Don’t Deputize Tech Companies in War on Terror

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This first appeared in The Hill's Congress Blog.

The U.S. last week carried out a military strike in Iraq as part of the ongoing battle against ISIS. While the reliance on military action may be at the core of our anti-terror efforts, it has recently become clear that the government is seeking to also rely on Facebook (and Google, and Yahoo, and Reddit, and any other online platform). The desire among political leaders to deputize tech companies in the war on terror is not only a significant threat to free speech and online communications; it is unlikely to produce results.

Social media companies understand their powerful position, recognizing that content on their websites appears globally and can be used for good or ill. Thus, companies have adopted nuanced and evolving user rules that allow them to meet social responsibilities. They enforce these rules by removing or refusing to distribute illicit material, and suspending or terminating users who violate their rules.

These voluntary efforts were discussed earlier this week in New York City, as part of the State Department’s Global Youth Summit Against Violent Extremism. Google, Facebook and other tech companies gave insights into how they combat extremism, while protecting free speech. Recognizing their responsibility – and frankly, that it’s important for the success of their own businesses – these companies are generally going above and beyond what is required under federal law.

Monica Bickert, Facebook’s head of global policy management, detailed how they think about offensive content. According to Politico, Bickert said Facebook responds when posts, comments, photos and so on have been reported by users. But, "with extremist content, our experience has been that people tend to be in groups, and so if we disable an account for being a member of a violent organization, for instance, we may fan out from that account and try to find other bad actors or bad content that's associated with that person."

Social media platforms are actively reporting what needs to be reported and taking down what needs to be taken down. Meanwhile, Twitter’s rules explicitly state that users “may not make threats of violence or promote violence, including threatening or promoting terrorism.” And yet, there is a growing push in Washington to limit the First Amendment rights of these private companies and put government-mandated responsibility on them for stopping the spread of extremism.

This summer, an effort was made as part of the Senate Intelligence bill to force social media companies and others to report “terrorist activity” – which was not defined – to the U.S. government. A law such as this would essentially require private companies to begin acting as government law enforcement agents. Recognizing the clear dangers of deputizing these companies, Sen. Ron Wyden (D-Ore.) was able to kill this provision. Yet, once policymakers start down this path of looking to Internet platforms to advance a government agenda, it is very hard to stop.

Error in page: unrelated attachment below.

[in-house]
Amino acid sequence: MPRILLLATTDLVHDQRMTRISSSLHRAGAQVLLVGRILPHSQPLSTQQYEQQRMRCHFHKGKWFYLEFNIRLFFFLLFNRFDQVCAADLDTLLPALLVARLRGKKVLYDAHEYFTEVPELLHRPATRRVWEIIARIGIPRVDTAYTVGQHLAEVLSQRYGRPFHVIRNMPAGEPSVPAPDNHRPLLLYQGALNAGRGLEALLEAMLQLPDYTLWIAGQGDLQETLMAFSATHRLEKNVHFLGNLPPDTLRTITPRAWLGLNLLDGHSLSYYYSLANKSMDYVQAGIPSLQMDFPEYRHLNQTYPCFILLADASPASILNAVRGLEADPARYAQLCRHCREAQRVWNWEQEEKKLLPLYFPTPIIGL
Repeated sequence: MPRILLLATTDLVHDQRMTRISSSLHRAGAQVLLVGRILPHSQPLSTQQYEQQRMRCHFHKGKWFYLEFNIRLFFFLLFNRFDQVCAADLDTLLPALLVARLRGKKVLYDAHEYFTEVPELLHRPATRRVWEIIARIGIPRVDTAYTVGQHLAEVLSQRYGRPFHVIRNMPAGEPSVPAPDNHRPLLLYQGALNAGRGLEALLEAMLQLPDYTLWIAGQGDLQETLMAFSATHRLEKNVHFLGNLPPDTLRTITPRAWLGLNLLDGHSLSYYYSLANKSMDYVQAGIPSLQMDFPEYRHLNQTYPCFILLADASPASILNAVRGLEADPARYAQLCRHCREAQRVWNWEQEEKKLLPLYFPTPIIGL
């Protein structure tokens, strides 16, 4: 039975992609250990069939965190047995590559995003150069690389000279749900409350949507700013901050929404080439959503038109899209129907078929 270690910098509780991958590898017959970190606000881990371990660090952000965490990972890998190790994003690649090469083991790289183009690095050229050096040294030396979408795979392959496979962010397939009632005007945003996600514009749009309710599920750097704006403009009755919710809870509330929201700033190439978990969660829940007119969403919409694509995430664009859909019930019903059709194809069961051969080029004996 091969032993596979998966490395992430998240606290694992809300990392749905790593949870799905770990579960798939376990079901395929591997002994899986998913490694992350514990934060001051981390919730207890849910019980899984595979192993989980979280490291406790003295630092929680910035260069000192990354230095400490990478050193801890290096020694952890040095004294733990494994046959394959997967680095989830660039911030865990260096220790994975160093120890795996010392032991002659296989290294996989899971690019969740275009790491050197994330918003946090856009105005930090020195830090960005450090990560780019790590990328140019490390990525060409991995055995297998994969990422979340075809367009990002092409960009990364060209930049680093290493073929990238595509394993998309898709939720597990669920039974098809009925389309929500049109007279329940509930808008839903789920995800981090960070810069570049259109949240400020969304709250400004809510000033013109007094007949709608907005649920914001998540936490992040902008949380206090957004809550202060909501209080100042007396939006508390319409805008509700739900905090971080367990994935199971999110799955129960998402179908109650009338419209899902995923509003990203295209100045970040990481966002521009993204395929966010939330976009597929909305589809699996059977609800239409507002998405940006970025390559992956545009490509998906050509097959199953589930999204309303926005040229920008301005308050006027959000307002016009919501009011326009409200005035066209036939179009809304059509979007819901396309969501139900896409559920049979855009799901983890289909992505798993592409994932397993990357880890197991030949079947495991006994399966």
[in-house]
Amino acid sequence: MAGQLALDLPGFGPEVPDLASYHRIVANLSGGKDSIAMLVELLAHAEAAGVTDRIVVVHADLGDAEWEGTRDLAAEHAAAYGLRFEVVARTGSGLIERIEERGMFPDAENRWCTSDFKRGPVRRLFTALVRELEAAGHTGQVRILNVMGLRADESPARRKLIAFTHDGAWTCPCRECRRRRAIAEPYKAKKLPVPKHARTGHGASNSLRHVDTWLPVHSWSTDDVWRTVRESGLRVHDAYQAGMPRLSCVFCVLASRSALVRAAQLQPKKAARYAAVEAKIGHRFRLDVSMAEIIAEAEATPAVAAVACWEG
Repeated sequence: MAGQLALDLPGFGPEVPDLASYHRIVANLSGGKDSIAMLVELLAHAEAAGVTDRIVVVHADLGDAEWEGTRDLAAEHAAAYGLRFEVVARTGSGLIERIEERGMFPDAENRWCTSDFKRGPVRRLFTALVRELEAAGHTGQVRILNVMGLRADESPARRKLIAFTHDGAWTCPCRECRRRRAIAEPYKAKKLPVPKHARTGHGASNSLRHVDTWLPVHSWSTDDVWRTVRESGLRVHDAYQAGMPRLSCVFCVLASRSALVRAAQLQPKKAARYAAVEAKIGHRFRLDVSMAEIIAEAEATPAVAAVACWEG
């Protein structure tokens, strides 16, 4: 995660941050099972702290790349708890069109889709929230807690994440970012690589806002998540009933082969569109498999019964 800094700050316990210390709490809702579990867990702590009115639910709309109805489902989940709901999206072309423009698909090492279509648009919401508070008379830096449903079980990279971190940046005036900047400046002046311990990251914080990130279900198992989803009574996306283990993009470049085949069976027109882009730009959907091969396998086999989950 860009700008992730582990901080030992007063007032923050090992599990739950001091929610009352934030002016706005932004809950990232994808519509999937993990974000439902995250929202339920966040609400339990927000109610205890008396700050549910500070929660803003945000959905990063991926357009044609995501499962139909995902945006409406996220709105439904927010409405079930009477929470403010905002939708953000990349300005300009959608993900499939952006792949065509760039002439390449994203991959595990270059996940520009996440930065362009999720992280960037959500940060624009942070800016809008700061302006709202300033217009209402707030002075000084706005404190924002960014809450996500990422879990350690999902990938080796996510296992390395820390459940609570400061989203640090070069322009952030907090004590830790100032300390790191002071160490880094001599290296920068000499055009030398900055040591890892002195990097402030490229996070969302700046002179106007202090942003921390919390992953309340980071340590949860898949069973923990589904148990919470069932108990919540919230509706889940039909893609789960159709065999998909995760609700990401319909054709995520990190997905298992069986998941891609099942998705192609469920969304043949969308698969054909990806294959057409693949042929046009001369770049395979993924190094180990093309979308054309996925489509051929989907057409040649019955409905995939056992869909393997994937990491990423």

The White House, for example, continues its efforts to recruit social media platforms to be part of a message campaign against ISIS. It would do far more harm than good for social media, already viewed around the world as too closely linked to the U.S. government, to become the foreign broadcasting channel for America’s propaganda wars.

Social media is far from perfect, but it is an unquestionably amazing tool that has allowed for the autonomous expression of ideas and advocacy in the 21st century global information economy. To turn the Internet into a law enforcement vehicle or a reincarnation of the Cold War Voice of America would do lasting social and economic damage. We would lose the vibrancy, freedom, economic growth, jobs and innovation that these platforms have enabled in the digital age.

When it comes to policy, leaders must consider the long-term value created by digital media companies and their products. And they should be guided by Section 230 the Communications Decency Act – that online platforms should not be “treated as the publisher or speaker of any information provided by another information content provider.” Ultimately, government efforts to combat violent extremism should not rely on the platforms that terrorists might use to spread their messages, but on stopping the terrorists themselves.

Mark Mark MacCarthy, Senior Vice President, Public Policy at SIIA, directs SIIA’s public policy initiatives in the areas of intellectual property enforcement, information privacy, cybersecurity, cloud computing and the promotion of educational technology. Follow Mark on Twitter at @Mark_MacCarthy.